- Coconut flour
Coconut flour is a popular gluten-free and low-carb baking ingredient derived from ground coconut flesh. Pancakes and pastries benefit from its sweet coconut taste and liquid absorption. It’s denser than sorghum flour, so use it in combo with other flours as an alternative to sorghum flour.
- Almond flour
Ground almonds make a fantastic gluten-free sorghum flour alternative. It tastes sweet and nutty and feels like wheat flour. Dietary fiber, protein, and healthy fats make almond flour a nutritious baking ingredient.
- Potato flour
Dried, crushed potatoes make a wonderful alternative flour for pancakes, waffles, and bread. For gluten-free baking, it binds components and has a moderate taste. Potato flour is also potassium-rich and fiber-rich.
- Chickpea flour
Chickpea flour, sometimes called gram flour, garbanzo flour or besan, can replace sorghum flour in savory dishes like fritters and falafel. Protein and fiber-rich, it tastes nutty.
Chickpea flour, like sorghum flour, is naturally gluten-free, but much denser. That’s why it works better in a blend of flours.
I’ve discussed this type of flour in my post on alternatives to chickpeas. Click it for more info!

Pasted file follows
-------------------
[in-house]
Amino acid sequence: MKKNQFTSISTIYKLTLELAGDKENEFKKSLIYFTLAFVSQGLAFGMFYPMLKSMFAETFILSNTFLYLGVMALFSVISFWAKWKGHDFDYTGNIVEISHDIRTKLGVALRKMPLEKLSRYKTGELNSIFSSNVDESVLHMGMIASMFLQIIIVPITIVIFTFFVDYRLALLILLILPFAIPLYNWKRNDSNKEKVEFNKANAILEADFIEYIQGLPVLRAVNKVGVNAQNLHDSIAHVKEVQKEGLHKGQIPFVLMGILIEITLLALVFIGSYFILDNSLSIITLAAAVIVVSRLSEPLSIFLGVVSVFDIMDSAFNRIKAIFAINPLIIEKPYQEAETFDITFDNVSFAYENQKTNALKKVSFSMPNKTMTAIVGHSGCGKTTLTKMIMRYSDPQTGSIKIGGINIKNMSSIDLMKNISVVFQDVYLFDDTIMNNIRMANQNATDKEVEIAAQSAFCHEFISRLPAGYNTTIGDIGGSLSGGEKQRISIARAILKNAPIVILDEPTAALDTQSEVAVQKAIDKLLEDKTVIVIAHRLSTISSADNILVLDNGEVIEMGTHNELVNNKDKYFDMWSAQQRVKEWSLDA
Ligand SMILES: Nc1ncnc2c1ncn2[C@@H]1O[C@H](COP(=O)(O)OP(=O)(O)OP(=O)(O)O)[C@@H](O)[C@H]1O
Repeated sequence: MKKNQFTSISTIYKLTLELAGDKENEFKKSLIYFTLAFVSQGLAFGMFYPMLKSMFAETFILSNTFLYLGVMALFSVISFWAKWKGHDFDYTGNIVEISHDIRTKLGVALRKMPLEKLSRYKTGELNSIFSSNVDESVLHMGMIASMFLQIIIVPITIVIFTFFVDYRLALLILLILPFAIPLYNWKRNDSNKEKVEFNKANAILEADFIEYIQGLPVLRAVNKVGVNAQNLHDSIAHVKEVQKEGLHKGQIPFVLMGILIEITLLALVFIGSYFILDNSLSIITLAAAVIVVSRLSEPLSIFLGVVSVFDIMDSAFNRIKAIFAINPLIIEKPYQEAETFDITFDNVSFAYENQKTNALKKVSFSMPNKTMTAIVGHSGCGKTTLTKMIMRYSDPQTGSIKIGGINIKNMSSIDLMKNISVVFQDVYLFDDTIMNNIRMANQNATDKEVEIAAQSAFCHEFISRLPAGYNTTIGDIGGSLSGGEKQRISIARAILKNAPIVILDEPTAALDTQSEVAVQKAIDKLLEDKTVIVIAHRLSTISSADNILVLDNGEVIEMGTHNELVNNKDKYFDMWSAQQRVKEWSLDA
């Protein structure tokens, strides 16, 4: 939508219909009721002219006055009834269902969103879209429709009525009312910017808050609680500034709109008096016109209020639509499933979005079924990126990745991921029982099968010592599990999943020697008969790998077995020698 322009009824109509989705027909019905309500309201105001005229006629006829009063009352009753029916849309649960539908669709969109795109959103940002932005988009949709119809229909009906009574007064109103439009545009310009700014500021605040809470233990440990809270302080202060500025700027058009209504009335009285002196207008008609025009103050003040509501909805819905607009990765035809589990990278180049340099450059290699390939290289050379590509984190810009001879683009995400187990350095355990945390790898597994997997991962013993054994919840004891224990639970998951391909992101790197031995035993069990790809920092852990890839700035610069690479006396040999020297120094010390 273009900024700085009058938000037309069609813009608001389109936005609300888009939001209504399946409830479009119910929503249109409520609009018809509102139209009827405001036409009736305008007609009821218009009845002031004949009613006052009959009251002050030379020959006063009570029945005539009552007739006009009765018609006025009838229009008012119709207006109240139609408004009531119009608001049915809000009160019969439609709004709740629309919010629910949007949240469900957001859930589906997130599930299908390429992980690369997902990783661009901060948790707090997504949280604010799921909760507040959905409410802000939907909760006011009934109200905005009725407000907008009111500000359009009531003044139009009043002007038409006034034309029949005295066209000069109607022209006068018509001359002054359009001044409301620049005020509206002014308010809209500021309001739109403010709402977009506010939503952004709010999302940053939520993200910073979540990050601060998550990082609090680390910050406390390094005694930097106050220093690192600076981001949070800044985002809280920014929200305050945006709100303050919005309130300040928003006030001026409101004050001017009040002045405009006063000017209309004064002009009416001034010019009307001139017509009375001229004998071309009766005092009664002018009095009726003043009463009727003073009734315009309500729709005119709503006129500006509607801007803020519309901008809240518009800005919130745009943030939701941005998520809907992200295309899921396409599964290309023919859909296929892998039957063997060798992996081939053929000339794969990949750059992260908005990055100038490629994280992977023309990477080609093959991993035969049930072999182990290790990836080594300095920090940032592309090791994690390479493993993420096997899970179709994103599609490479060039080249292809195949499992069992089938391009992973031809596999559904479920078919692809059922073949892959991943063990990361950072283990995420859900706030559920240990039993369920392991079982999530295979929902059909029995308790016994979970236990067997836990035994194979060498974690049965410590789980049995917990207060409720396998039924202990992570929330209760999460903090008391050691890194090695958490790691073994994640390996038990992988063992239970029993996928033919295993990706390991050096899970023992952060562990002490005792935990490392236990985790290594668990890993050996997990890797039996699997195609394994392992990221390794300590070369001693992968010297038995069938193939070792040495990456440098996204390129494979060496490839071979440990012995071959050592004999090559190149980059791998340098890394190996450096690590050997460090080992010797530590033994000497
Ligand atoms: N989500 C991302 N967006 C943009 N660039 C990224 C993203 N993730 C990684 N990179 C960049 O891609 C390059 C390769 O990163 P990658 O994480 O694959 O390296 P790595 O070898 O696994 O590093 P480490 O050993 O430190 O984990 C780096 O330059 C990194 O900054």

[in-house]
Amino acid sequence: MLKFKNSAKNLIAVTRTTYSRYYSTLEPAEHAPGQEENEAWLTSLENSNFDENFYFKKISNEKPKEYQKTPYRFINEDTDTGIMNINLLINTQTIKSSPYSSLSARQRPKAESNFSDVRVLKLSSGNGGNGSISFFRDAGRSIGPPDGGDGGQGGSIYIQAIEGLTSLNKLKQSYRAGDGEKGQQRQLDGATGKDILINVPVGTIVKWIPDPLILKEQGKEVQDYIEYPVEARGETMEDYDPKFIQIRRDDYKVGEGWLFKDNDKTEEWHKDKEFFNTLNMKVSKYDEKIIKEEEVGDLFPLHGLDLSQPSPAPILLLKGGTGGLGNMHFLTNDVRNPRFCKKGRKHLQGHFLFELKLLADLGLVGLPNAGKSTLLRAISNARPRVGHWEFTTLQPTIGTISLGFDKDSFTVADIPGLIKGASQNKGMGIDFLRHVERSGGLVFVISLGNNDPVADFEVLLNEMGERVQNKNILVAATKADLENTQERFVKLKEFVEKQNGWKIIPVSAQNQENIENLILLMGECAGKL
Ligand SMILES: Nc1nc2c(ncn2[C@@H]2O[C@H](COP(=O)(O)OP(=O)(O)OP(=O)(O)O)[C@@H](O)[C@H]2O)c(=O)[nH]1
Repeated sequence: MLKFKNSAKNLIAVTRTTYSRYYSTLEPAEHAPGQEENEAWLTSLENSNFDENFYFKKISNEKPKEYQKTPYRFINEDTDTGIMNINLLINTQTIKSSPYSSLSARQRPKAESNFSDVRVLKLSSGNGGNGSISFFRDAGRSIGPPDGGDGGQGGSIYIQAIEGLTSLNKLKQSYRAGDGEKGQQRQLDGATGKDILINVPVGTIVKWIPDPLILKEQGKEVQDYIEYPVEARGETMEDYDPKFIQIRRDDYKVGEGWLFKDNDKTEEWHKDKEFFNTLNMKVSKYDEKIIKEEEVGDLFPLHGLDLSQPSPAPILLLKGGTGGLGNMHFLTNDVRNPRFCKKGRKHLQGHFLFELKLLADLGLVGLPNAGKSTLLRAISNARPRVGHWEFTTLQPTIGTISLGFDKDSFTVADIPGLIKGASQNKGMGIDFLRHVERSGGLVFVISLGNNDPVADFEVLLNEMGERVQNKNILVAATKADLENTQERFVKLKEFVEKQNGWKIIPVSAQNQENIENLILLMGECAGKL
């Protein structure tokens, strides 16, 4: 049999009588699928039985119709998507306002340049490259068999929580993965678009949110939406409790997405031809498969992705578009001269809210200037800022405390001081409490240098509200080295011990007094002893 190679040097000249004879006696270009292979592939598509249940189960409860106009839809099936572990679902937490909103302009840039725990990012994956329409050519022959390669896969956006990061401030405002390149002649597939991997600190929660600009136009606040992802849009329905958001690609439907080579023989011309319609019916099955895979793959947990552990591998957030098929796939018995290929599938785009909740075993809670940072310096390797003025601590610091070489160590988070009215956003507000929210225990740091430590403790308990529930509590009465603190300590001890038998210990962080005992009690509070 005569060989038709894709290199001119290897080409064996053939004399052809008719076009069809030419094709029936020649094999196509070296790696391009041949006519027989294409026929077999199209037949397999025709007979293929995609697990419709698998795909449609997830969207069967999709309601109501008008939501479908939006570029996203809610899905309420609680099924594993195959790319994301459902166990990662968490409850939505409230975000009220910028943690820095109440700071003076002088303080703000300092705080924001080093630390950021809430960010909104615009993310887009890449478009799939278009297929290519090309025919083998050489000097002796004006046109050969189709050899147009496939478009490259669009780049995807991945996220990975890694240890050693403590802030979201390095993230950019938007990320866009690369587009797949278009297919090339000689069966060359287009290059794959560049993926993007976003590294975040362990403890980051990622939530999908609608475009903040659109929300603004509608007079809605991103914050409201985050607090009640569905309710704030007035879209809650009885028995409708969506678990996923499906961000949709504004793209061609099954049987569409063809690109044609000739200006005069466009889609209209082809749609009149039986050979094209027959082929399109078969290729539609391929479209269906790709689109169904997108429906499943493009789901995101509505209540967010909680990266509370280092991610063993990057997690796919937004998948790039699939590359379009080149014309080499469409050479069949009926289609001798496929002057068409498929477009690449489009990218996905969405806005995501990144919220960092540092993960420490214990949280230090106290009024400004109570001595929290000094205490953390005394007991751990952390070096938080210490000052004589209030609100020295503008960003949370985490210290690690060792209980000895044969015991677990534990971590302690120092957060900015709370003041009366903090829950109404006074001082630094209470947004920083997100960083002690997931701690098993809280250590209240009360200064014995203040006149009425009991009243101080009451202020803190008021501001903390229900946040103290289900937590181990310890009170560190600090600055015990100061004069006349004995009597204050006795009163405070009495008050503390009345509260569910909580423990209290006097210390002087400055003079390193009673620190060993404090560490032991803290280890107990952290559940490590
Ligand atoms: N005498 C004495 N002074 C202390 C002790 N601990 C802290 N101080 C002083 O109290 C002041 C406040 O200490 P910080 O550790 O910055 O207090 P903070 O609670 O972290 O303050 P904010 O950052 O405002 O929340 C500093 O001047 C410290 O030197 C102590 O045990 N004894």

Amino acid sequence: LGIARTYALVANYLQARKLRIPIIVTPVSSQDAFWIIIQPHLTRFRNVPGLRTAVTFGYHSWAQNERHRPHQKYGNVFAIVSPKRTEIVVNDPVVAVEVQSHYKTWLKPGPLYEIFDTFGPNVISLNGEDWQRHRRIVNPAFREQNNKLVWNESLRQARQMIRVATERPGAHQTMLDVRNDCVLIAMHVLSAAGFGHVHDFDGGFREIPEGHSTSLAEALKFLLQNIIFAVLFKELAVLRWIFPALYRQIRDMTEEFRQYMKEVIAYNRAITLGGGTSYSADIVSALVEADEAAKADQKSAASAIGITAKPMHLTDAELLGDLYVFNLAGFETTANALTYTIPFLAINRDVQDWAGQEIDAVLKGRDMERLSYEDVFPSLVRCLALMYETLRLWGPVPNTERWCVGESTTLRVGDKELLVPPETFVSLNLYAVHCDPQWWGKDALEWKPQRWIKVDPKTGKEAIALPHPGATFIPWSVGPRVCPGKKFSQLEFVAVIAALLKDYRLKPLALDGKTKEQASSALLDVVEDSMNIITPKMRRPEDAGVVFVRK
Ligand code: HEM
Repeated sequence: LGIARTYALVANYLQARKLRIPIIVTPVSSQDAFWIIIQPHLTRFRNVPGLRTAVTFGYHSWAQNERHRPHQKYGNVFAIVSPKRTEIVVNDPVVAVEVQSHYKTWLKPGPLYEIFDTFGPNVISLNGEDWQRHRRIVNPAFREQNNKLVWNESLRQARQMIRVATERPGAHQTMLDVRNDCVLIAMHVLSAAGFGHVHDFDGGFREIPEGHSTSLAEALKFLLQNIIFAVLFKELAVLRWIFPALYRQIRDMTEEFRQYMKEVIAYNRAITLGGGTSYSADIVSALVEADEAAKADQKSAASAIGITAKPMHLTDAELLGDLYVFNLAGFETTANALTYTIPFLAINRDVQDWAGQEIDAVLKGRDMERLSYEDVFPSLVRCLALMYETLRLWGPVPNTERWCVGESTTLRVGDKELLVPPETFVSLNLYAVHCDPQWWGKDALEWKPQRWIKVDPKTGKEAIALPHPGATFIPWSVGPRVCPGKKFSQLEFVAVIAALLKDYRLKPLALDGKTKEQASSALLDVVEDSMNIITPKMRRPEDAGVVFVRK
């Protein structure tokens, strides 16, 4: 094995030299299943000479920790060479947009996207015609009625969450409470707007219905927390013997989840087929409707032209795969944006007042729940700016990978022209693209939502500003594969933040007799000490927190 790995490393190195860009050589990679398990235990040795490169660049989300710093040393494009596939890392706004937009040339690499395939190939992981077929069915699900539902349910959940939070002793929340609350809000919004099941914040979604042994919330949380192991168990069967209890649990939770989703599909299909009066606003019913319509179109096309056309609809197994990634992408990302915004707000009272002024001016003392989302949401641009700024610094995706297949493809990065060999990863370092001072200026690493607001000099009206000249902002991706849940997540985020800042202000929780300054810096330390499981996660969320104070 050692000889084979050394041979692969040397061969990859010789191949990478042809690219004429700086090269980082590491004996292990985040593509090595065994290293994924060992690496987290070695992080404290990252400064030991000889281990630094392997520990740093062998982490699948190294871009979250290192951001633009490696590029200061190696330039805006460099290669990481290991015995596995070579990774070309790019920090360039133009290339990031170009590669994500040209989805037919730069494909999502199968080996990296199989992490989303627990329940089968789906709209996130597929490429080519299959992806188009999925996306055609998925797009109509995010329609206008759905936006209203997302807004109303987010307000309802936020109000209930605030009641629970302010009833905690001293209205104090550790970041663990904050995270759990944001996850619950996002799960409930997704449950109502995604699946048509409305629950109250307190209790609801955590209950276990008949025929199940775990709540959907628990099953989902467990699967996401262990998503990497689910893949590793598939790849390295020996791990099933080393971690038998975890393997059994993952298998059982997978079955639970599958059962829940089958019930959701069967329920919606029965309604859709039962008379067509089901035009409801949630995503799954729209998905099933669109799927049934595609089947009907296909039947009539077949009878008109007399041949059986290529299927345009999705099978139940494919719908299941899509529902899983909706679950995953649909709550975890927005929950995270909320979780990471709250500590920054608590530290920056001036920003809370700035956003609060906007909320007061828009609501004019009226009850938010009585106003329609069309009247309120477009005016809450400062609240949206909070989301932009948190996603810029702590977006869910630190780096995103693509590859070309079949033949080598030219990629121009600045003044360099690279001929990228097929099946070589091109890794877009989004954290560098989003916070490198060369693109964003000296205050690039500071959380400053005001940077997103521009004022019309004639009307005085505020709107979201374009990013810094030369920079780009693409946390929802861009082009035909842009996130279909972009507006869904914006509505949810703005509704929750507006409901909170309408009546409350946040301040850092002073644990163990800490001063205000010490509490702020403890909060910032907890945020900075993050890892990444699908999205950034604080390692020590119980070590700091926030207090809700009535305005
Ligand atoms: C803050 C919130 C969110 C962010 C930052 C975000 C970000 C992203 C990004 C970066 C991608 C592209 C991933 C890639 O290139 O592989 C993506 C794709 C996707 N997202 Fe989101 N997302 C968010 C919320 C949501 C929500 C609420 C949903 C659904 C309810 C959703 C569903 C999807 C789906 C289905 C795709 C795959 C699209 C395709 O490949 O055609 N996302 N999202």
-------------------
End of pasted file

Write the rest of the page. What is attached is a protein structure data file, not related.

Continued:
How to make sorghum flour?
Homemade sorghum flour can be used in bread, cakes, and savory foods. How to produce sorghum flour:
Buy sorghum grains from a grocery shop or online vendor.
Rinse sorghum grains.
Soak sorghum grains overnight.
Drain the water and dry the grains on a clean cloth or baking sheet for a few hours.
Bake at 350°F (180°C).
Put the dried sorghum grains on a baking sheet in a single layer and toast them in the oven for 30 minutes, stirring regularly, until golden brown and aromatic.
Cool roasted sorghum grains.
Grind roasted sorghum grains into fine flour in a food processor or grain mill.
Voilà! Ready-made gluten-free sorghum flour. It can last 6 months in an airtight container in a cold, dry environment.
Sorghum flour substitute FAQs
One cup of sorghum flour (121g) provides 434 calories, around 10 grams of protein and 8 grams of fiber.
Sorghum is similar to wheat flour. It’s a grain-based flour that can be used as a gluten-free alternative.
Sorghum and oats are two distinct cereal grains, yet they have many similar nutritional properties and culinary applications.
Yes, millet and sorghum share similar characteristics. They’re both nutritious gluten-free grains.
Sorghum flour is a great alternative to wheat flour in baking. It can give a nutty flavor to baked goods while remaining light and airy.
Yes, you can substitute sorghum flour for all-purpose flour. Since it’s denser, it’s best to use it in a combo with other gluten-free flours such as tapioca, millet, or buckwheat flour.
BOTTOM LINE: If you can’t find sorghum flour, there are some excellent options. Gluten-free and nutritious alternatives include millet flour, brown rice flour, tapioca flour, quinoa flour, and buckwheat flour. Don’t be afraid to experiment with these ideas in your cooking and baking.
I hope this list of sorghum flour alternatives was helpful. Leave a comment with your go-to gluten-free baked goods!